Perhaps another issue is that in terms of acting, and also basic characterisation, James Gandolfini’s Tony Soprano is head above the rest of the character roster. Gandolfini is masterful here, taking a role that could very easily descend into monstrous. The white-knuckled male head of a mafia family is a masculine subject in itself, but channelled through the chauvinistic HBO, this is taken up another notch. Look out for the gratuitous nudity for little to no reason (Tony Soprano does his illegitimate business in the back room of a strip club, for example), and the female characters being shoved to the side fairly often. It means that the script is often making Gandolfini out to be a womanising, workaholic who often does nasty or negative things (cheat on his wife, slap his kid around the head), for little reason other than he is a man’s man. A lesser actor would have made the Sopranos a pretty unbearable watch. But Gandolfini adds that touch of vulnerability to everything he does. Look out for some of the most inappropriate monologues, perhaps mocking a race, religious or birth defect, and see how Gandolfini takes the cruel words and puts a touch of sadness to them. He is a kid trapped in the world of crime and is now trying to make it through the day. Gandolfini also has to work both the depression angle and the excellent mob capo angle. The script asks Gandolfini to go from moping sad-case to focused killer depending on the tone of the script. In fact, if it wasn’t for Gandolfini understanding the core of Tony Soprano so well, you would be pretty sure the therapist stuff would get slipped under the rug in the middle of the season, when it feels less important. The switch is also done well, as later episodes see Gandolfini both believably portray a man too depressed to get out of bed (with a family that don’t understand his crippling mental instability), to the man who can do his job out of muscle memory. When he is kick-started by a crucial problem in the gangs, Gandolfini brings the violent Tony Soprano back to the surface. In a slow drama like this, you need such a gripping character to make it work. The issue is that none of the other characters are as interesting. The family characters do what is expected of them. Edie Falco adds bite to a part that could have been nothing. The children stand around until the story calls upon them. Even the gangster characters lack depth. Uncle Junior has an interesting balance of threat and respect that is fairly fascinating to follow, but it doesn’t truly flourish in the course of the show. Tony’s hitmen are fairly thin, one’s fat, one’s psychotic, the other does a good Al Pacino impression. Michael Imperiola’s Christopher gets some good material as the runt of the litter, but he still feels like the best of a bad bunch. If the Sopranos is to improve, Gandolfini needs a solid cast member to lighten the load of bearing such a clunky script.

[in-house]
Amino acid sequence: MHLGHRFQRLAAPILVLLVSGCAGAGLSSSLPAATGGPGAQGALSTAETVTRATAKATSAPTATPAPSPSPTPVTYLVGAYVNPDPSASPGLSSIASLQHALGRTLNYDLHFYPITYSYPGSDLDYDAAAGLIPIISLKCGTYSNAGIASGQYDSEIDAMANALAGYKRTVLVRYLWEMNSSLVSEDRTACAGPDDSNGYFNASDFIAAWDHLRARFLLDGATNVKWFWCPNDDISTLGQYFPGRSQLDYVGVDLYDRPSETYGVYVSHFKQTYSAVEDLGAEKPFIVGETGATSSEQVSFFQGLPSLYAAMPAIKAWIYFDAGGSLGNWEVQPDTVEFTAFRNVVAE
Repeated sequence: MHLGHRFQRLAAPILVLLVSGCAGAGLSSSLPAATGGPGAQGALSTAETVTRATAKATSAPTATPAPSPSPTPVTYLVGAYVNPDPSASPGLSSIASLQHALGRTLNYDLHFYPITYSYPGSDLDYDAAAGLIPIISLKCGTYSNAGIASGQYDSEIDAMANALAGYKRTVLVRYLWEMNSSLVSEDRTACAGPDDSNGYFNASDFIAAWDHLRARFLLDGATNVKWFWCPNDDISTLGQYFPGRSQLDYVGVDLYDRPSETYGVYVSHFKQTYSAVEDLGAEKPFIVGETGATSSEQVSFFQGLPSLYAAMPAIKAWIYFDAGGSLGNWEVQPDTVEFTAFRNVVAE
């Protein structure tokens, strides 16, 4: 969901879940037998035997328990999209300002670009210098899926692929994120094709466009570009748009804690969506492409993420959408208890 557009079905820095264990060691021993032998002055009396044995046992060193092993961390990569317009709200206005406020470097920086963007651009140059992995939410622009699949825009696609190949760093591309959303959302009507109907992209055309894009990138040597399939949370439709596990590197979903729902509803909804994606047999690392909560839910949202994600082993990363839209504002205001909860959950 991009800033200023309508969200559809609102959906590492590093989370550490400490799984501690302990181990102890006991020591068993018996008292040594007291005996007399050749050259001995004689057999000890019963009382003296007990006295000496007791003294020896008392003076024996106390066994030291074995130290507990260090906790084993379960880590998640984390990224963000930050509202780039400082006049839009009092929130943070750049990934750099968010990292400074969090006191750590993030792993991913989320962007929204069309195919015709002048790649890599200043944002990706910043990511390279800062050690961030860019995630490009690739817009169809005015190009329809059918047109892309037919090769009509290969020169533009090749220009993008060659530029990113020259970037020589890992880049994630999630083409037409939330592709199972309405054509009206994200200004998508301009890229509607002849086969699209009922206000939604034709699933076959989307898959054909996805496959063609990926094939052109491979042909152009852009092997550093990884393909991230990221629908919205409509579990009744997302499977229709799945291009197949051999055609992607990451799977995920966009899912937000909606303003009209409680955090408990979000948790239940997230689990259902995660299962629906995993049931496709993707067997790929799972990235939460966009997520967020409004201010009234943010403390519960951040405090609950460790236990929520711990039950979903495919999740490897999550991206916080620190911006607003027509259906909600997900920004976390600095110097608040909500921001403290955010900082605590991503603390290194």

Final Verdict: In places, Sopranos earns its stripes, but in between those moments, it slows down to a crawl with only Gandolfini’s mesmerising turn holding it together.